April 18, 2024
This picture taken from Israel’s southern border with the Gaza Strip shows a military aircraft releasing parachutes of humanitarian aid over the Palestinian territory on March 27, 2024.

Israel contests UN-backed report on imminent famine in Gaza

COGAT says report relies on information from Hamas, grossly underestimates amount of water available; US official says famine ‘quite possibly’ in some areas of northern enclave

Israel on Friday contested a recent UN-backed report on the humanitarian situation in Gaza that said famine was imminent and likely to occur by May in northern Gaza, and by July in other parts of the Strip.

The report by the Integrated Food Security Phase Classification (IPC) further heightened global concerns regarding the humanitarian situation in the war-torn Strip.

The IPC uses a complex set of technical criteria. Its most extreme warning is Phase 5, which has two levels, catastrophe and famine. Famine is assessed as at least 20% of the population suffering extreme food shortages, with one in three children acutely malnourished and two people out of every 10,000 dying daily from starvation or from malnutrition and disease.

In northern Gaza, “the upward trend in non-trauma mortality is also expected to accelerate, resulting in all famine thresholds likely to be passed imminently,” the IPC said.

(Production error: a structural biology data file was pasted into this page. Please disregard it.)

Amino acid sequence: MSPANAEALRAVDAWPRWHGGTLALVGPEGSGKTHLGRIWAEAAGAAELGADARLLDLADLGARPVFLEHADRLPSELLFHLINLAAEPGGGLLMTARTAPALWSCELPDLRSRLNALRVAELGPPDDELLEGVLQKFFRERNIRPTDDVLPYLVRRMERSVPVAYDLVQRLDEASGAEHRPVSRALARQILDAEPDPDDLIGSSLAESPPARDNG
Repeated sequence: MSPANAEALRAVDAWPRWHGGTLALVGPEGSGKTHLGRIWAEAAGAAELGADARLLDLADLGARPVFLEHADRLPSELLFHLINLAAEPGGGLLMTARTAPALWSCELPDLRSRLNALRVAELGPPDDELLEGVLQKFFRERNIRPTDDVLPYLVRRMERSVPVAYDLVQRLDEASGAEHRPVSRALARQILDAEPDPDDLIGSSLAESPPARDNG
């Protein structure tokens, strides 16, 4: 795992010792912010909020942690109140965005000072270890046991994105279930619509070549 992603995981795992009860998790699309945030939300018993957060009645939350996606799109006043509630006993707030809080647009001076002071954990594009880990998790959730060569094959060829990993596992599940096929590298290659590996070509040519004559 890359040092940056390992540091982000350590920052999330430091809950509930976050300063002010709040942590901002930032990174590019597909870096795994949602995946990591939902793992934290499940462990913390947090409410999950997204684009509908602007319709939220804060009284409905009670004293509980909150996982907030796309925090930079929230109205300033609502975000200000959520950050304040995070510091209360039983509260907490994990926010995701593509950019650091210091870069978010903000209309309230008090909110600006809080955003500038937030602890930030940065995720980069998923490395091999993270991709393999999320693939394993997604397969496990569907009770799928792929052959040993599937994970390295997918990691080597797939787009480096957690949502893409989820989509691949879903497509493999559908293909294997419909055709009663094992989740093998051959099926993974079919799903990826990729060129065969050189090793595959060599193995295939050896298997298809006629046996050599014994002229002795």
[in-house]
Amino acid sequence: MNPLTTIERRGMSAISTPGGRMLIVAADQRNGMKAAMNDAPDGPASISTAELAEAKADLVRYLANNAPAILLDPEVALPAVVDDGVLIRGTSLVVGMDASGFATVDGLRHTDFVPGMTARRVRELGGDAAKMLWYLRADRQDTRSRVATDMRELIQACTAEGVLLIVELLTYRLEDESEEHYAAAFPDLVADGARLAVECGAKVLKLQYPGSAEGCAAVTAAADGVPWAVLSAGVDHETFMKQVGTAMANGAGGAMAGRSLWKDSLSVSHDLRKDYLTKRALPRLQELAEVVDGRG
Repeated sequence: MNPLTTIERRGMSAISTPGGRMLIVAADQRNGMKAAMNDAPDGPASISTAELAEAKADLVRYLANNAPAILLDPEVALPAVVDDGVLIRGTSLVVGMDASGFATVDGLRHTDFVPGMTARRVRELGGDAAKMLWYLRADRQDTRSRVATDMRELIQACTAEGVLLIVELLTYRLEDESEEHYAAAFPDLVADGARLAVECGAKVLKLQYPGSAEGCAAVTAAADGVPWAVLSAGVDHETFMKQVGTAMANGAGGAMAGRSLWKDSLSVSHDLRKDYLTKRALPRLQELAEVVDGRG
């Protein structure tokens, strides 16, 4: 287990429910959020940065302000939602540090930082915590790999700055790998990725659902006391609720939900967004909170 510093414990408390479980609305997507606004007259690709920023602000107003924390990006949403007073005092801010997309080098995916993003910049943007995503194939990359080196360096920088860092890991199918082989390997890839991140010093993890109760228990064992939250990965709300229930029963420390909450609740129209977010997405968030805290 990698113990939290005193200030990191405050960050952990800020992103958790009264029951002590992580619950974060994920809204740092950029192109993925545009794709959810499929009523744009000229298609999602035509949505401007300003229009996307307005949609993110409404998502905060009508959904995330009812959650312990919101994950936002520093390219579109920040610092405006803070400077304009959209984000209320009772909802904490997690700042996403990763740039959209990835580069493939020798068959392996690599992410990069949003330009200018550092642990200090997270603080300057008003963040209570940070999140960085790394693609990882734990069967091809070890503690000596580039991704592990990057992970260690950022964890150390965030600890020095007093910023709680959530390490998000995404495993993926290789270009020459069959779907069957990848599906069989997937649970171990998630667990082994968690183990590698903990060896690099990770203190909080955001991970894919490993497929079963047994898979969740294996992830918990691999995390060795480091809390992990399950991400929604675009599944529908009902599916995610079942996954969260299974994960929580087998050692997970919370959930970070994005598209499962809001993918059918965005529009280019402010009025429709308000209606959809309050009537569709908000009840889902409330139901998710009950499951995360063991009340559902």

The study said the number of people projected to experience “catastrophic hunger” across the besieged enclave between now and mid-July had nearly doubled to more than 1.1 million, or about half the population, since the IPC last reported in December, when there was already record hunger.

COGAT, the Israeli Defense Ministry body responsible for civilian affairs in the Palestinian territories, said in a response Friday that “the report contains multiple factual and methodological flaws, some of them serious.”

It argued the report grossly underestimated the amount of water available per person per day (claiming over 20 liters versus the report’s assessment of less than 1) while noting it lacked key information amid the chaos of the conflict — as acknowledged by the IPC report — and subsequently relied on incomplete data, including from Hamas.

“Given the difficulty in conducting surveys and samplings, the remotely conducted surveys, or third-party surveys within the Gaza Strip, diminish the reliability of the data,” COGAT said.

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